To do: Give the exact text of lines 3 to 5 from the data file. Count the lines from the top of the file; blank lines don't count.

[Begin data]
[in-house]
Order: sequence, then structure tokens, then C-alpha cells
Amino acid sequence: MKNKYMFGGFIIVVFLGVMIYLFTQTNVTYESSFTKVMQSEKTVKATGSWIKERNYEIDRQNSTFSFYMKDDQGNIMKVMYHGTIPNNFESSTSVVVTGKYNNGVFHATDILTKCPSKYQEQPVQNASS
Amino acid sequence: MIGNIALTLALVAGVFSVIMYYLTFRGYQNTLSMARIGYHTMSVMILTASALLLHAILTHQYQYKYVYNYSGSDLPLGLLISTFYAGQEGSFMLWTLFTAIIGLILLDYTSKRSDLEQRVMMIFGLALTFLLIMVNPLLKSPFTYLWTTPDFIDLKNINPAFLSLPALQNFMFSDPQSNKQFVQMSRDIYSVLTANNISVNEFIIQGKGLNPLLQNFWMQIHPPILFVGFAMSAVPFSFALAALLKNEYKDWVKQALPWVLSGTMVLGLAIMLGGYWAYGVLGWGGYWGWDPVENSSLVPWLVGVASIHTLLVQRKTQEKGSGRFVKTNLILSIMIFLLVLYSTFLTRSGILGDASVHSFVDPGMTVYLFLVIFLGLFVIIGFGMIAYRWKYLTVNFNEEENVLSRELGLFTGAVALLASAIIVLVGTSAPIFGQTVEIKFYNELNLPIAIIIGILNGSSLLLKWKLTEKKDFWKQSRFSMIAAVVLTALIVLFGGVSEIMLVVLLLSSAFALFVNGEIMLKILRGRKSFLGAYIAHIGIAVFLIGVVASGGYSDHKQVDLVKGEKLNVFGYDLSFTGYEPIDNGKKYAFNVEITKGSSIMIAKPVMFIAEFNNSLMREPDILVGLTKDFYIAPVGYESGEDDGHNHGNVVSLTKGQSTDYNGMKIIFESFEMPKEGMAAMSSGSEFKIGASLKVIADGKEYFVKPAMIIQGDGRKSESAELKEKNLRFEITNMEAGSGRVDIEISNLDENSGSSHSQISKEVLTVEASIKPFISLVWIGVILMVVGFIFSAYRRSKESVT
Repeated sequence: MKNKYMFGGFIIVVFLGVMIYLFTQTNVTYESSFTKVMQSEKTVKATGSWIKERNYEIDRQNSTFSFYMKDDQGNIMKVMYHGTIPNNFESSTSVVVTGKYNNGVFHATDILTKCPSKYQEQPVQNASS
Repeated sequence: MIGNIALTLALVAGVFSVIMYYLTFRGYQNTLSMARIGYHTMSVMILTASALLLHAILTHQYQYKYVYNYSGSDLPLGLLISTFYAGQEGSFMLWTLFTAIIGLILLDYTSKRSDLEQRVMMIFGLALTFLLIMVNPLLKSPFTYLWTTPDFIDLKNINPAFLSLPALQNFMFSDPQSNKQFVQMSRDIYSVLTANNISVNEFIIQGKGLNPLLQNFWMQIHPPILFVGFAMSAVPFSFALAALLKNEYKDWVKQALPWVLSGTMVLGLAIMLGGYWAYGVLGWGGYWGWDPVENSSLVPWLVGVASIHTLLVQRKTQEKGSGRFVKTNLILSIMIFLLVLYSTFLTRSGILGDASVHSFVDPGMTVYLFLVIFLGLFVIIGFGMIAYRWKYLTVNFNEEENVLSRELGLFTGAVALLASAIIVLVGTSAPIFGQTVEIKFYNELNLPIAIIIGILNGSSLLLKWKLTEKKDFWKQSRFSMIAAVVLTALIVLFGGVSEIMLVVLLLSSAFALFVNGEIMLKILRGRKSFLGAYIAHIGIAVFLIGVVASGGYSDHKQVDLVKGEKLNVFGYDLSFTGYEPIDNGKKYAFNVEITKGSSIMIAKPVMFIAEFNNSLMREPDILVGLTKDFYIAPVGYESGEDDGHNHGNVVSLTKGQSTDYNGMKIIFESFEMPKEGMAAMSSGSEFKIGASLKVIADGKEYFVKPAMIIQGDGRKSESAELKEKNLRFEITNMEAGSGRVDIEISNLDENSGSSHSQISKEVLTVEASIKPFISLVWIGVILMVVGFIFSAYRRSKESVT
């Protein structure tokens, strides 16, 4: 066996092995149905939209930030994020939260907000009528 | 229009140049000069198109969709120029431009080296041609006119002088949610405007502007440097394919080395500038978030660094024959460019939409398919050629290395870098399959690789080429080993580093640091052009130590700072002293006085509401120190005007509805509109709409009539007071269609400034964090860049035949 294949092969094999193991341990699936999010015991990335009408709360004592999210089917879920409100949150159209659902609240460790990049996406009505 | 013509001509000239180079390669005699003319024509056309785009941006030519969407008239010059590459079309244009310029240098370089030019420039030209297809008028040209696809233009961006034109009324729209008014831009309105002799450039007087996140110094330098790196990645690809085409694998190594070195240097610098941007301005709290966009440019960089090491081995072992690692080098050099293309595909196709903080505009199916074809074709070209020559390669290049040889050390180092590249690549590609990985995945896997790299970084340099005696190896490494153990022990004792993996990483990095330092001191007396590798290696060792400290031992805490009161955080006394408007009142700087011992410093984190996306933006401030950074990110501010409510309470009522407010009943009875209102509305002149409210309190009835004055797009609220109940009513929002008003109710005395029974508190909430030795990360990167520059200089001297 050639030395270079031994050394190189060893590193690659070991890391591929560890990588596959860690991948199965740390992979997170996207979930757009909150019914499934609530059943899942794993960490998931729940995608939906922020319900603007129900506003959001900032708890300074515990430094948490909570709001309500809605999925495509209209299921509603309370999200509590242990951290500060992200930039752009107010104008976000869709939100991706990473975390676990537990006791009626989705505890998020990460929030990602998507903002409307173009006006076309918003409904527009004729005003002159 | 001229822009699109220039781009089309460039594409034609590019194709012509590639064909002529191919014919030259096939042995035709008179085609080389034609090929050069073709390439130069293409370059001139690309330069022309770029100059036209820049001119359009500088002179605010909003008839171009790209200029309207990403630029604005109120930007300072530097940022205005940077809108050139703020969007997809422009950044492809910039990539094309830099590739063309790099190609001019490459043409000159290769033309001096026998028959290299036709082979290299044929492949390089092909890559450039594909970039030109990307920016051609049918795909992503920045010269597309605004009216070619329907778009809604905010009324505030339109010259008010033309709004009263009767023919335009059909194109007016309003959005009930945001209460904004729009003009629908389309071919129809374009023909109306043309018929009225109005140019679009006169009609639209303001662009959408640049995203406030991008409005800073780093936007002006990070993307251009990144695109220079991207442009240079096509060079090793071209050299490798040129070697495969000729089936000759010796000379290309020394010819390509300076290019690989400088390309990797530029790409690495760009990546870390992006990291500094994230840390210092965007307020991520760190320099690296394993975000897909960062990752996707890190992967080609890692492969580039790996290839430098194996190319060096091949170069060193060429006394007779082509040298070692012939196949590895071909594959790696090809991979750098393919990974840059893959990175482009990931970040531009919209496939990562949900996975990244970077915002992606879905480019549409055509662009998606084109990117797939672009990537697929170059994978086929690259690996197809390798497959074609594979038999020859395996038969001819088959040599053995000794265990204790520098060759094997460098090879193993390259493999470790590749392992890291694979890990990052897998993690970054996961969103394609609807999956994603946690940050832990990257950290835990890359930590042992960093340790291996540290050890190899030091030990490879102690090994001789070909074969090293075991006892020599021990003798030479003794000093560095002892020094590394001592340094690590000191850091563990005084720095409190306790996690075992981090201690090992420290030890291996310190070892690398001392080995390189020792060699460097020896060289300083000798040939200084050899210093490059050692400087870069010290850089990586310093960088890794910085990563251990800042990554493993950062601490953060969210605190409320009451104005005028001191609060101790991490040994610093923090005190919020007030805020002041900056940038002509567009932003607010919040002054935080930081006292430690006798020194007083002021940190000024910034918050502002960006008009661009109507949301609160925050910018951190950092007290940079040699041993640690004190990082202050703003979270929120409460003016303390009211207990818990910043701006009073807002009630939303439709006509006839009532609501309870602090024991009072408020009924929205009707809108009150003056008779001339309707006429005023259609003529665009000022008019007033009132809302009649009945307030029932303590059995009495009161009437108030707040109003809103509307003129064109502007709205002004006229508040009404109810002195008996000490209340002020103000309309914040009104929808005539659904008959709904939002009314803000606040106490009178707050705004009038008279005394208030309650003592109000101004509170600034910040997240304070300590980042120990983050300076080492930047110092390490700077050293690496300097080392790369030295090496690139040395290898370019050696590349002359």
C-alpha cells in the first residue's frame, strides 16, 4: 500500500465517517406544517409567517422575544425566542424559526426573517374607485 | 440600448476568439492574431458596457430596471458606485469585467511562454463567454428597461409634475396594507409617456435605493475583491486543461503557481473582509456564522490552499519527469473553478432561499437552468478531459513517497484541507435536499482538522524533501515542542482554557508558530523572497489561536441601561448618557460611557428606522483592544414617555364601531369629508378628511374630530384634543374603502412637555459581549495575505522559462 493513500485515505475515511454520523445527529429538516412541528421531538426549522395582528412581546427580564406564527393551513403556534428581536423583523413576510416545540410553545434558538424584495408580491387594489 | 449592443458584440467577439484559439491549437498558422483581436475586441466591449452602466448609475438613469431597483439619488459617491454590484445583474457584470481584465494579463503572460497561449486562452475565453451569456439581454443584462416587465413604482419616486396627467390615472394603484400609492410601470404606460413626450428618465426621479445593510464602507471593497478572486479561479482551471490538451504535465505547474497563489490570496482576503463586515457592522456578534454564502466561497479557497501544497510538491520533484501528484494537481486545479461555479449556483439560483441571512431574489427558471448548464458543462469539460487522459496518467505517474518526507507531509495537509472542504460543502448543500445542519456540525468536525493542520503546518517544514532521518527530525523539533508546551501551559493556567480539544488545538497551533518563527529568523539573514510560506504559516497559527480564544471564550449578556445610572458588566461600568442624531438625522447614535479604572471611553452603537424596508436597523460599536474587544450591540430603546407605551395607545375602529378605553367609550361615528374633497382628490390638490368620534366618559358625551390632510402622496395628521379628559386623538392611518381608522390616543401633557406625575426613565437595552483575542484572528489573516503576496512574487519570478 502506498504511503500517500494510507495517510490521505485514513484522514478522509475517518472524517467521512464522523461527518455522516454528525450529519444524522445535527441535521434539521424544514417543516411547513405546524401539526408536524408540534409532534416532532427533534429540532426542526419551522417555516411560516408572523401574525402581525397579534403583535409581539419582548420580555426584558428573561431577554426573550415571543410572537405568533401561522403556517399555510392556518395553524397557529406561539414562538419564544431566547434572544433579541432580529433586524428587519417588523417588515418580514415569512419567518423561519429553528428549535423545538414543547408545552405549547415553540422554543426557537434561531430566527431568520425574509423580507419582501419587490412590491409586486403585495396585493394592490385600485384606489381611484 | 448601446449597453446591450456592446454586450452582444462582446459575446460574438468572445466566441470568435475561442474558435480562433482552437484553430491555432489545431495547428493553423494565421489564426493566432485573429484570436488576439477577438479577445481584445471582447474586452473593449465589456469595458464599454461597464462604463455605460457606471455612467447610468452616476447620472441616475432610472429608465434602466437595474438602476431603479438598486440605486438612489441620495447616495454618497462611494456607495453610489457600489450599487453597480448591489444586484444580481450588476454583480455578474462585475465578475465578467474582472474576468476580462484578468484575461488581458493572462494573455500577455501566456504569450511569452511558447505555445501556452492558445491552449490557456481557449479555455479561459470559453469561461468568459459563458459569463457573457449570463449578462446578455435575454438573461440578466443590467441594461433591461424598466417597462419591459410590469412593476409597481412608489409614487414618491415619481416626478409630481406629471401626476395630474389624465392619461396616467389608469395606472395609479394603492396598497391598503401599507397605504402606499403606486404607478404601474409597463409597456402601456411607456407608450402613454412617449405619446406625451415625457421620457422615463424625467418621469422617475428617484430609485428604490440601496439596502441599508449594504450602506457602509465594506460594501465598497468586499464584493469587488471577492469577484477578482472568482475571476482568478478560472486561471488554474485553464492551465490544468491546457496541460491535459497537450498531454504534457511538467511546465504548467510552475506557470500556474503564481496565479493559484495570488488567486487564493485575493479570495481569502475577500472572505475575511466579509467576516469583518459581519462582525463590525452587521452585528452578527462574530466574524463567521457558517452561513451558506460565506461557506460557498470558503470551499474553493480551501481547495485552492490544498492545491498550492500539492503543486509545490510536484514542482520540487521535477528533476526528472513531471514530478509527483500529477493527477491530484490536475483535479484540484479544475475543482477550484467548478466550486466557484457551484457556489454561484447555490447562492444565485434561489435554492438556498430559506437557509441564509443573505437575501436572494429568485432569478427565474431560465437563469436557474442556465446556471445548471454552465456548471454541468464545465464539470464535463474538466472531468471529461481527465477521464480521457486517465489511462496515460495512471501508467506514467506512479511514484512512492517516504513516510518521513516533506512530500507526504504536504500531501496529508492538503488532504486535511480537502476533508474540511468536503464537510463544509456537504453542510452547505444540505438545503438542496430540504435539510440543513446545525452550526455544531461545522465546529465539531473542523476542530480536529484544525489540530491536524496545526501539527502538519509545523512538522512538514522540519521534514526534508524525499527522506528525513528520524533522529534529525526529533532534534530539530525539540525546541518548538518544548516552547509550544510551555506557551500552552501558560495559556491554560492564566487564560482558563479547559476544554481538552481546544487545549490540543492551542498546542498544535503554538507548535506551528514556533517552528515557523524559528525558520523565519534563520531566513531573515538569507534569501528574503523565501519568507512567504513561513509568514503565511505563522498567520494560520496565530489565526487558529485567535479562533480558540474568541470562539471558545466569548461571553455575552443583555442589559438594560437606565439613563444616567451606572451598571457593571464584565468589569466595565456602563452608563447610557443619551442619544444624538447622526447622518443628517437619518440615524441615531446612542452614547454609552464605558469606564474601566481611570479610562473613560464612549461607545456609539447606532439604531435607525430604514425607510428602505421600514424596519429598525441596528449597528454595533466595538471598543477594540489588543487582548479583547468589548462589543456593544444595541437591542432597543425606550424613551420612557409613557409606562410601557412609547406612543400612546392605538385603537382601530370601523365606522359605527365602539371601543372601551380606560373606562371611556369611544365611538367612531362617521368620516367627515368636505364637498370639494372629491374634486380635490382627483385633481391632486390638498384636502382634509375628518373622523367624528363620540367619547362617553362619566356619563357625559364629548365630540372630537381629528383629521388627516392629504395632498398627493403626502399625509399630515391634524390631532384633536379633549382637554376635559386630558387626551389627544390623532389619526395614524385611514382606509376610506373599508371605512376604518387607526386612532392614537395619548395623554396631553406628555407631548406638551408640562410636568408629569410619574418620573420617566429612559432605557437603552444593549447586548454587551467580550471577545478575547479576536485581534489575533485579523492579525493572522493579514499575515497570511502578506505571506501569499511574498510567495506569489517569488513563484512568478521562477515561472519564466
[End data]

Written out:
Amino acid sequence: MKNKYMFGGFIIVVFLGVMIYLFTQTNVTYESSFTKVMQSEKTVKATGSWIKERNYEIDRQNSTFSFYMKDDQGNIMKVMYHGTIPNNFESSTSVVVTGKYNNGVFHATDILTKCPSKYQEQPVQNASS
Amino acid sequence: MIGNIALTLALVAGVFSVIMYYLTFRGYQNTLSMARIGYHTMSVMILTASALLLHAILTHQYQYKYVYNYSGSDLPLGLLISTFYAGQEGSFMLWTLFTAIIGLILLDYTSKRSDLEQRVMMIFGLALTFLLIMVNPLLKSPFTYLWTTPDFIDLKNINPAFLSLPALQNFMFSDPQSNKQFVQMSRDIYSVLTANNISVNEFIIQGKGLNPLLQNFWMQIHPPILFVGFAMSAVPFSFALAALLKNEYKDWVKQALPWVLSGTMVLGLAIMLGGYWAYGVLGWGGYWGWDPVENSSLVPWLVGVASIHTLLVQRKTQEKGSGRFVKTNLILSIMIFLLVLYSTFLTRSGILGDASVHSFVDPGMTVYLFLVIFLGLFVIIGFGMIAYRWKYLTVNFNEEENVLSRELGLFTGAVALLASAIIVLVGTSAPIFGQTVEIKFYNELNLPIAIIIGILNGSSLLLKWKLTEKKDFWKQSRFSMIAAVVLTALIVLFGGVSEIMLVVLLLSSAFALFVNGEIMLKILRGRKSFLGAYIAHIGIAVFLIGVVASGGYSDHKQVDLVKGEKLNVFGYDLSFTGYEPIDNGKKYAFNVEITKGSSIMIAKPVMFIAEFNNSLMREPDILVGLTKDFYIAPVGYESGEDDGHNHGNVVSLTKGQSTDYNGMKIIFESFEMPKEGMAAMSSGSEFKIGASLKVIADGKEYFVKPAMIIQGDGRKSESAELKEKNLRFEITNMEAGSGRVDIEISNLDENSGSSHSQISKEVLTVEASIKPFISLVWIGVILMVVGFIFSAYRRSKESVT
Repeated sequence: MKNKYMFGGFIIVVFLGVMIYLFTQTNVTYESSFTKVMQSEKTVKATGSWIKERNYEIDRQNSTFSFYMKDDQGNIMKVMYHGTIPNNFESSTSVVVTGKYNNGVFHATDILTKCPSKYQEQPVQNASS